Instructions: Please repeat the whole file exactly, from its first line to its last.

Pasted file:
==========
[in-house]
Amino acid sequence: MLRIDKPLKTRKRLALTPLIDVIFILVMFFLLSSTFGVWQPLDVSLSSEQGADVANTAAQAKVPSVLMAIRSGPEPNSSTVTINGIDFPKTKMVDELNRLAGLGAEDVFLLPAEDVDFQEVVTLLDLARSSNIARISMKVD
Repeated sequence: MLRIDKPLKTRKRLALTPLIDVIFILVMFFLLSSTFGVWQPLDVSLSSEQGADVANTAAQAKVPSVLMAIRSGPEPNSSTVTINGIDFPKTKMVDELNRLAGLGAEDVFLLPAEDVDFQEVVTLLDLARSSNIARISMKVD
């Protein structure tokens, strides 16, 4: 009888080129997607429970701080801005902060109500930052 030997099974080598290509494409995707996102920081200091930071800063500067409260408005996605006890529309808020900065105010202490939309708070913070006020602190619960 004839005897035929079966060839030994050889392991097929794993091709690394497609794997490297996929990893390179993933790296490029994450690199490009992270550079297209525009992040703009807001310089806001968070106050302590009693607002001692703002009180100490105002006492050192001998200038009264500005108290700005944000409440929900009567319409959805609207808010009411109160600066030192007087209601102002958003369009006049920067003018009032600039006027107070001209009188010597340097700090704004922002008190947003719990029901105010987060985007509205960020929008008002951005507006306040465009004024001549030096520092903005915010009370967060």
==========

[in-house]
Amino acid sequence: MLRIDKPLKTRKRLALTPLIDVIFILVMFFLLSSTFGVWQPLDVSLSSEQGADVANTAAQAKVPSVLMAIRSGPEPNSSTVTINGIDFPKTKMVDELNRLAGLGAEDVFLLPAEDVDFQEVVTLLDLARSSNIARISMKVD
Repeated sequence: MLRIDKPLKTRKRLALTPLIDVIFILVMFFLLSSTFGVWQPLDVSLSSEQGADVANTAAQAKVPSVLMAIRSGPEPNSSTVTINGIDFPKTKMVDELNRLAGLGAEDVFLLPAEDVDFQEVVTLLDLARSSNIARISMKVD
């Protein structure tokens, strides 16, 4: 009888080129997607429970701080801005902060109500930052 030997099974080598290509494409995707996102920081200091930071800063500067409260408005996605006890529309808020900065105010202490939309708070913070006020602190619960 004839005897035929079966060839030994050889392991097929794993091709690394497609794997490297996929990893390179993933790296490029994450690199490009992270550079297209525009992040703009807001310089806001968070106050302590009693607002001692703002009180100490105002006492050192001998200038009264500005108290700005944000409440929900009567319409959805609207808010009411109160600066030192007087209601102002958003369009006049920067003018009032600039006027107070001209009188010597340097700090704004922002008190947003719990029901105010987060985007509205960020929008008002951005507006306040465009004024001549030096520092903005915010009370967060």